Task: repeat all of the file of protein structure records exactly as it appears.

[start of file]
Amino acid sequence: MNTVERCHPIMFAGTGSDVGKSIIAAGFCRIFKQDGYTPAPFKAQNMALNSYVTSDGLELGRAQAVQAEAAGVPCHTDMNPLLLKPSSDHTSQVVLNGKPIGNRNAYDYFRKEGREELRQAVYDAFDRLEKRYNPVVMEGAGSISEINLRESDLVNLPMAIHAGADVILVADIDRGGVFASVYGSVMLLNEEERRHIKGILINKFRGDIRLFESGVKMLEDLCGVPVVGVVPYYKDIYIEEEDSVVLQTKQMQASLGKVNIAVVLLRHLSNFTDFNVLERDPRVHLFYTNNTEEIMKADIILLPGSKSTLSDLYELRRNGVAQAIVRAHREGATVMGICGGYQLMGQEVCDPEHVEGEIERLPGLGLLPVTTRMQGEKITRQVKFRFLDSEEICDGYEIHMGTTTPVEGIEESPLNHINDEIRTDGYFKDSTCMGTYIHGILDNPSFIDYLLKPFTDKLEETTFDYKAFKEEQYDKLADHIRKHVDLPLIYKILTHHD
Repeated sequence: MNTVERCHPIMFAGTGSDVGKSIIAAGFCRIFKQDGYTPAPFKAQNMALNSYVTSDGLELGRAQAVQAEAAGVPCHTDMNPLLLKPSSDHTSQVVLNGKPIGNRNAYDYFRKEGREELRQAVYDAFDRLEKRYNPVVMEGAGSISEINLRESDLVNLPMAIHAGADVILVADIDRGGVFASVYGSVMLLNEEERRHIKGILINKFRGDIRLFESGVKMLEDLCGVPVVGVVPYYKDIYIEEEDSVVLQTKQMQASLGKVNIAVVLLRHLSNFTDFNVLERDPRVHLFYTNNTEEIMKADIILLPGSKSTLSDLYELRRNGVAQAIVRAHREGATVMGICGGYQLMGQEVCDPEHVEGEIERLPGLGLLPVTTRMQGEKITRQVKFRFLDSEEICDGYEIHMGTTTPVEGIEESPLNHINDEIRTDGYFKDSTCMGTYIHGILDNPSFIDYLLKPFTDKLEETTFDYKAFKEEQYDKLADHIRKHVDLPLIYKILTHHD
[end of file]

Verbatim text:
Amino acid sequence: MNTVERCHPIMFAGTGSDVGKSIIAAGFCRIFKQDGYTPAPFKAQNMALNSYVTSDGLELGRAQAVQAEAAGVPCHTDMNPLLLKPSSDHTSQVVLNGKPIGNRNAYDYFRKEGREELRQAVYDAFDRLEKRYNPVVMEGAGSISEINLRESDLVNLPMAIHAGADVILVADIDRGGVFASVYGSVMLLNEEERRHIKGILINKFRGDIRLFESGVKMLEDLCGVPVVGVVPYYKDIYIEEEDSVVLQTKQMQASLGKVNIAVVLLRHLSNFTDFNVLERDPRVHLFYTNNTEEIMKADIILLPGSKSTLSDLYELRRNGVAQAIVRAHREGATVMGICGGYQLMGQEVCDPEHVEGEIERLPGLGLLPVTTRMQGEKITRQVKFRFLDSEEICDGYEIHMGTTTPVEGIEESPLNHINDEIRTDGYFKDSTCMGTYIHGILDNPSFIDYLLKPFTDKLEETTFDYKAFKEEQYDKLADHIRKHVDLPLIYKILTHHD
Repeated sequence: MNTVERCHPIMFAGTGSDVGKSIIAAGFCRIFKQDGYTPAPFKAQNMALNSYVTSDGLELGRAQAVQAEAAGVPCHTDMNPLLLKPSSDHTSQVVLNGKPIGNRNAYDYFRKEGREELRQAVYDAFDRLEKRYNPVVMEGAGSISEINLRESDLVNLPMAIHAGADVILVADIDRGGVFASVYGSVMLLNEEERRHIKGILINKFRGDIRLFESGVKMLEDLCGVPVVGVVPYYKDIYIEEEDSVVLQTKQMQASLGKVNIAVVLLRHLSNFTDFNVLERDPRVHLFYTNNTEEIMKADIILLPGSKSTLSDLYELRRNGVAQAIVRAHREGATVMGICGGYQLMGQEVCDPEHVEGEIERLPGLGLLPVTTRMQGEKITRQVKFRFLDSEEICDGYEIHMGTTTPVEGIEESPLNHINDEIRTDGYFKDSTCMGTYIHGILDNPSFIDYLLKPFTDKLEETTFDYKAFKEEQYDKLADHIRKHVDLPLIYKILTHHD